Check out more of Pras’s work below. Click an image to enlarge.
You can view all of Pras’s gallery on his website here.
This is the motto of John Poppleton, one of the most creative photographers and artists you will ever hear of.
John combines UV paints with black light photography to create breathtaking bodyscape images on his human canvases. You can check out some of his work below (click an image to enlarge).
John calls black light photogrpahy the “fourth dimension”. It allows him to use an invisible light source to turn his human subjects into the light source, which gives his photos amazing vibrance and depth.
You can watch this short bio video to learn more about the artist. You can also read a transcript of an interview he did with Petapixel here.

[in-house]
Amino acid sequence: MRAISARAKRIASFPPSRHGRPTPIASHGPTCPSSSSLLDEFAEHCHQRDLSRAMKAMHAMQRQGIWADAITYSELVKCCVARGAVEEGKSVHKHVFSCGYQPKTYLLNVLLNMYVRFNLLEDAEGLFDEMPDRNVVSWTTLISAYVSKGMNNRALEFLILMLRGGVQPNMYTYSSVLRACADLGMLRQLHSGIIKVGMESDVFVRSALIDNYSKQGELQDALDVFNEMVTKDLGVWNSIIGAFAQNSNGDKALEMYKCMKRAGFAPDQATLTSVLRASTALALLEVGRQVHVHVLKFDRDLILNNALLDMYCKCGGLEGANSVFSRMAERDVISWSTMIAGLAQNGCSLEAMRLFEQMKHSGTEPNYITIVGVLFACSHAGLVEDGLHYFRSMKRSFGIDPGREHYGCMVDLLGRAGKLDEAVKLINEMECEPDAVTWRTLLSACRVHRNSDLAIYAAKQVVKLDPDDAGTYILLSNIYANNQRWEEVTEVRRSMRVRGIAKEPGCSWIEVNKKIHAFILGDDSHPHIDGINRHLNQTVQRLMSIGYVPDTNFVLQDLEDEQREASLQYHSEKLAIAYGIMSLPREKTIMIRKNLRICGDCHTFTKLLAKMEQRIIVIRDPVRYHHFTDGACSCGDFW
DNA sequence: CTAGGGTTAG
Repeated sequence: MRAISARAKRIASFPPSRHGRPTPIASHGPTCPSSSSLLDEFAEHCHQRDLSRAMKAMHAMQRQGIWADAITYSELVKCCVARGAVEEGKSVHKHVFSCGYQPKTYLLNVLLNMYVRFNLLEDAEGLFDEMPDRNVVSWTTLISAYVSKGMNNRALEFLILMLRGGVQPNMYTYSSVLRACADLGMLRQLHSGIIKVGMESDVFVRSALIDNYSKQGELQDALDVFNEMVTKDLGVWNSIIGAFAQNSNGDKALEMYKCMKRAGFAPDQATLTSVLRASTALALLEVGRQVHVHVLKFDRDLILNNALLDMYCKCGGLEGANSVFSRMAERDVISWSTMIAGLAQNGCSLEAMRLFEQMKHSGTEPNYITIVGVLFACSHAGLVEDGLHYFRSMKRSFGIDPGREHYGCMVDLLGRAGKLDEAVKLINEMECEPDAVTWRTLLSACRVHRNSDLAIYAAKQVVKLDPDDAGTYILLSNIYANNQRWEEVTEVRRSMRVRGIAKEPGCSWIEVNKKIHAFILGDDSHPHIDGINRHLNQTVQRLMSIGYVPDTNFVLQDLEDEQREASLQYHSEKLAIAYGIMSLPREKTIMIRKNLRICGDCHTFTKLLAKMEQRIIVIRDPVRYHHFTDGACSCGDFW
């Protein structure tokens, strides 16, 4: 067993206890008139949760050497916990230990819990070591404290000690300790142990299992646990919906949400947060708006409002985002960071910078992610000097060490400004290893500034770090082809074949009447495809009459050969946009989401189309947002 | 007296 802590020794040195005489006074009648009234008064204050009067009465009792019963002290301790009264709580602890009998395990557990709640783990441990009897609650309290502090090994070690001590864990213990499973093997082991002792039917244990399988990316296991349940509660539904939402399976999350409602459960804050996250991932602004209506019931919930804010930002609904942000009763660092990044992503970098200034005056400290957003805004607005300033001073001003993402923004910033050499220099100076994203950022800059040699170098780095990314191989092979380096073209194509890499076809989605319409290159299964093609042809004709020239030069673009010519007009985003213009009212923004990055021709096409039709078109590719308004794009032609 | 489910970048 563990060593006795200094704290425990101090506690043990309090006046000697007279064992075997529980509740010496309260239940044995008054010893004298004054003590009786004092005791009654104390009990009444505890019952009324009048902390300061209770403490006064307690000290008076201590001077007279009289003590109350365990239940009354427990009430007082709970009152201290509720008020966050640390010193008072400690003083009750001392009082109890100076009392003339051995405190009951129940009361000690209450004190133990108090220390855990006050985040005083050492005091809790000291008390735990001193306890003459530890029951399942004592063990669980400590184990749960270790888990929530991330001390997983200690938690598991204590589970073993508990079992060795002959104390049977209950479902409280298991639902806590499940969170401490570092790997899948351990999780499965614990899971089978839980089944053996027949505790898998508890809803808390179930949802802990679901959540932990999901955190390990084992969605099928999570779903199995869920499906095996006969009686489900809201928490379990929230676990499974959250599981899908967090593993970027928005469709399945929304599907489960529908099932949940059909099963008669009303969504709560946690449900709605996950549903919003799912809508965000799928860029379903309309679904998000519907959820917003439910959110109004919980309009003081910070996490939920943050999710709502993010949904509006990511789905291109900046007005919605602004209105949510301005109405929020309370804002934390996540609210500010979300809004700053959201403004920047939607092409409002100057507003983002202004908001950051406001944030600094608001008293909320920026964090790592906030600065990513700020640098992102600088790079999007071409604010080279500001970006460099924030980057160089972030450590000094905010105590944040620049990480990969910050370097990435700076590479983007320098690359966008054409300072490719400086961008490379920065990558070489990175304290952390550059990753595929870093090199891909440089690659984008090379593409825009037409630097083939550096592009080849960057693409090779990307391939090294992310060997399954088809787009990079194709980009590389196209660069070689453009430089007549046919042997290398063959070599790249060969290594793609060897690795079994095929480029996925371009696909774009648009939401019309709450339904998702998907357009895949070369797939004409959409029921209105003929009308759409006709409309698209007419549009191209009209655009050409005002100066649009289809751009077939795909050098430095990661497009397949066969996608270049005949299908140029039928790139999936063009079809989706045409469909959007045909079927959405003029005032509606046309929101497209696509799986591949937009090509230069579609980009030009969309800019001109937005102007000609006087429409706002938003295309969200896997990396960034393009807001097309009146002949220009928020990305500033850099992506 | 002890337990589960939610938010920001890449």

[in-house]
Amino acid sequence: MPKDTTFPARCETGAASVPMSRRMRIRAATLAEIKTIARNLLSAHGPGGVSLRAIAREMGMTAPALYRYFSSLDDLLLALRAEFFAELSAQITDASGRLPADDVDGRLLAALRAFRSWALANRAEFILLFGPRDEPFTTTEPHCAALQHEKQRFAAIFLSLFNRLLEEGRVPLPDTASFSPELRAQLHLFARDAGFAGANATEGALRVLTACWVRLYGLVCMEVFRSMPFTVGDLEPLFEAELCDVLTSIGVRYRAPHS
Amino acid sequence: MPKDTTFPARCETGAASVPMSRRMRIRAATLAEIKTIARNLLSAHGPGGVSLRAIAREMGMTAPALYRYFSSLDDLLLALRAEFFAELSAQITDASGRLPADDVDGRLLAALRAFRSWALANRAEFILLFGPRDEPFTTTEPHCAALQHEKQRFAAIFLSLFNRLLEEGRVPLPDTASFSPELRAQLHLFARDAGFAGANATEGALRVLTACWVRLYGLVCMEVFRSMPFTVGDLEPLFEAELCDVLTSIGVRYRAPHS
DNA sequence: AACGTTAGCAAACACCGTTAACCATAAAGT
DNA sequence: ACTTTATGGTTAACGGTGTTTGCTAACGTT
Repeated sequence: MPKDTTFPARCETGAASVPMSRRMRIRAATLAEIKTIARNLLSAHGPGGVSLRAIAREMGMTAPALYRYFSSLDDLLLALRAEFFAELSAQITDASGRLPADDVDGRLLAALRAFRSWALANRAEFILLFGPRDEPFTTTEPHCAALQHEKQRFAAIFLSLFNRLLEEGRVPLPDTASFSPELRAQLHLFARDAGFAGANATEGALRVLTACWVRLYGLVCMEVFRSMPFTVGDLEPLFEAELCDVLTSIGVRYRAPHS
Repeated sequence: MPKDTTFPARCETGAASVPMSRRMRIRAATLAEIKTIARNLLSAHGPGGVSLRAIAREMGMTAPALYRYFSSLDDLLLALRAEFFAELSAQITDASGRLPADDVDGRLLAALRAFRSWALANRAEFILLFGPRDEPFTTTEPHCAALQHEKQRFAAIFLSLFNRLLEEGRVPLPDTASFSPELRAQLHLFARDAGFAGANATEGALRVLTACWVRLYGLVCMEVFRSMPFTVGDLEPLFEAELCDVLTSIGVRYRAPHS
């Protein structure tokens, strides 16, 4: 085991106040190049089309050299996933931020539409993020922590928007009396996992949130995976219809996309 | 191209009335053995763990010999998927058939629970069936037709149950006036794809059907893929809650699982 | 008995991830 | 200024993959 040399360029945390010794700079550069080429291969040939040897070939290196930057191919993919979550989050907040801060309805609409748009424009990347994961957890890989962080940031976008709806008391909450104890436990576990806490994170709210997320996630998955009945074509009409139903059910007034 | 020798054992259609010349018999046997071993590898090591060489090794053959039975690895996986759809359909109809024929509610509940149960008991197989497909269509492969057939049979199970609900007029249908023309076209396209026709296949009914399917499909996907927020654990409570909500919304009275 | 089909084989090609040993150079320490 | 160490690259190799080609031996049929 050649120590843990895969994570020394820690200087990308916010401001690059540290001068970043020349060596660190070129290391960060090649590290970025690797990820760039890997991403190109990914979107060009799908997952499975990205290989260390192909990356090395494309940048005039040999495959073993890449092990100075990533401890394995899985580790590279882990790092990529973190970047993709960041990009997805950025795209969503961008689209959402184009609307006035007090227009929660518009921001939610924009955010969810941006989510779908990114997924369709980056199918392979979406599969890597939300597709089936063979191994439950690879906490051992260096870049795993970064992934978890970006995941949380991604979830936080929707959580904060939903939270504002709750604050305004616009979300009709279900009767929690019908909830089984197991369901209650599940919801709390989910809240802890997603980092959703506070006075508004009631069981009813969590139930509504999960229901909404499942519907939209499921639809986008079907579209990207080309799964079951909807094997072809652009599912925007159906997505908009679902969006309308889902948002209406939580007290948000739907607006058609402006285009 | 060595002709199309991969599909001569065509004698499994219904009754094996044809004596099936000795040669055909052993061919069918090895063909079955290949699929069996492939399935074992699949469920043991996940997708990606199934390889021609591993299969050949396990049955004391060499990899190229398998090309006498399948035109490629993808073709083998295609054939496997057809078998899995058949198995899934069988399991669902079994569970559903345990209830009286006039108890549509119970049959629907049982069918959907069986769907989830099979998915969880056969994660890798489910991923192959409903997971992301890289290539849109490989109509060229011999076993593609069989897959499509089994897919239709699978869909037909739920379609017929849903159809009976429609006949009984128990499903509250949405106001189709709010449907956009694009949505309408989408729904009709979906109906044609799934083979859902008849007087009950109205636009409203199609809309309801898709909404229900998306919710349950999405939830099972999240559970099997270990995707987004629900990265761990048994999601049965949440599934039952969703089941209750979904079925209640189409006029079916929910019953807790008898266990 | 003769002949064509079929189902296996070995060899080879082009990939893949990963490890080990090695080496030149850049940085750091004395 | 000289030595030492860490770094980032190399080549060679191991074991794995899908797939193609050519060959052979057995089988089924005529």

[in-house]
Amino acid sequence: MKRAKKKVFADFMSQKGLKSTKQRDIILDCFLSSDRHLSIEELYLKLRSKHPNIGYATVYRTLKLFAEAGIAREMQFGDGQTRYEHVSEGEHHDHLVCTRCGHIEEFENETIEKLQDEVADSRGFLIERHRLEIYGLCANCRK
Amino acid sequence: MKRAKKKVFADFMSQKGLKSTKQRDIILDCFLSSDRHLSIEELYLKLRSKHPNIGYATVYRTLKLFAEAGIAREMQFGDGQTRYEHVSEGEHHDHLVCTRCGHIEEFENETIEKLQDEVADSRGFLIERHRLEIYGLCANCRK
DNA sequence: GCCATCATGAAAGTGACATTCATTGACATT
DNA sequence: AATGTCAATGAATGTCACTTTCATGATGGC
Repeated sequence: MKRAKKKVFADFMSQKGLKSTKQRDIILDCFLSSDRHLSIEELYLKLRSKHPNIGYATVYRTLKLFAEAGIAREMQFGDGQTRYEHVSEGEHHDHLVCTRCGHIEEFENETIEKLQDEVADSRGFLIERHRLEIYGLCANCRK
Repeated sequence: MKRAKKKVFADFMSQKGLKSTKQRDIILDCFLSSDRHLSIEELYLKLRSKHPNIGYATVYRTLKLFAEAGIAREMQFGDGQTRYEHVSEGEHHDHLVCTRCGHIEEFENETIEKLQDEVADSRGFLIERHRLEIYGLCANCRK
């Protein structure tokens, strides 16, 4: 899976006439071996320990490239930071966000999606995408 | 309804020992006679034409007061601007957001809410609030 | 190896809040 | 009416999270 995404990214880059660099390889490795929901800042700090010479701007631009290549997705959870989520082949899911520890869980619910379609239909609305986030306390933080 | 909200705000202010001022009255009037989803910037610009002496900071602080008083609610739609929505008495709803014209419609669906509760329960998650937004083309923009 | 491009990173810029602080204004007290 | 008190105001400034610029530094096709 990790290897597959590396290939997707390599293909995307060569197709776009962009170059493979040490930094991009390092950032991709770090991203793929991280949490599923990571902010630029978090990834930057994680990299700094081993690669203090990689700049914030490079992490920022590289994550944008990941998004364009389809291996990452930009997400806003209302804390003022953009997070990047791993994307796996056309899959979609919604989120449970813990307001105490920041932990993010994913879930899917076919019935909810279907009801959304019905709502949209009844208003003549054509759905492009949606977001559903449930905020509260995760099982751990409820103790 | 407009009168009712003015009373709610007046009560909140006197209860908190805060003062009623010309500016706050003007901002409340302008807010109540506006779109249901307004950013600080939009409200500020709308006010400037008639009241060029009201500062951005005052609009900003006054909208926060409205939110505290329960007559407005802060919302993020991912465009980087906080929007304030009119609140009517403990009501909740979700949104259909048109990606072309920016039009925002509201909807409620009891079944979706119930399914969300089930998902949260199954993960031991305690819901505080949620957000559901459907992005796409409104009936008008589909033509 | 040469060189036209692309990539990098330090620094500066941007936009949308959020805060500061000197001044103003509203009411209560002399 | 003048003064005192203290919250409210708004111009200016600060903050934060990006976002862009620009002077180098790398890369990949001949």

You can check out more of his work on his website here.
Martin de Pasquale is a photographer and digital artist from Buenos Aires, Argentina. He combines amazing photography with photo-manipulating programs like Photoshop, Poser and 3DS Max to create amazing surreal images.
But computer programs alone aren’t enough to make these incredible images- they require meticulous planning ahead of time, like making sure the lighting is consistent. It’s also important that the angles at which images are taken is precise. You can read more about the process from Gizmodo.
Check out some of Pasquale’s best work below. Click an image to enlarge.
Many artists (and wanna-bes, like myself) dream of being able to sample colors directly from their environment and transfer them to canvas.
Well that dream will soon be a reality, with the Scribble Pen. The innovative has an RGB (red/green/blue) color sensor at the top- point it at any consistent shade and press the button on the side and the pen saves that shade into its internal computer.
The computer then uses the pen’s five-color ink cartridge to create the sampled color.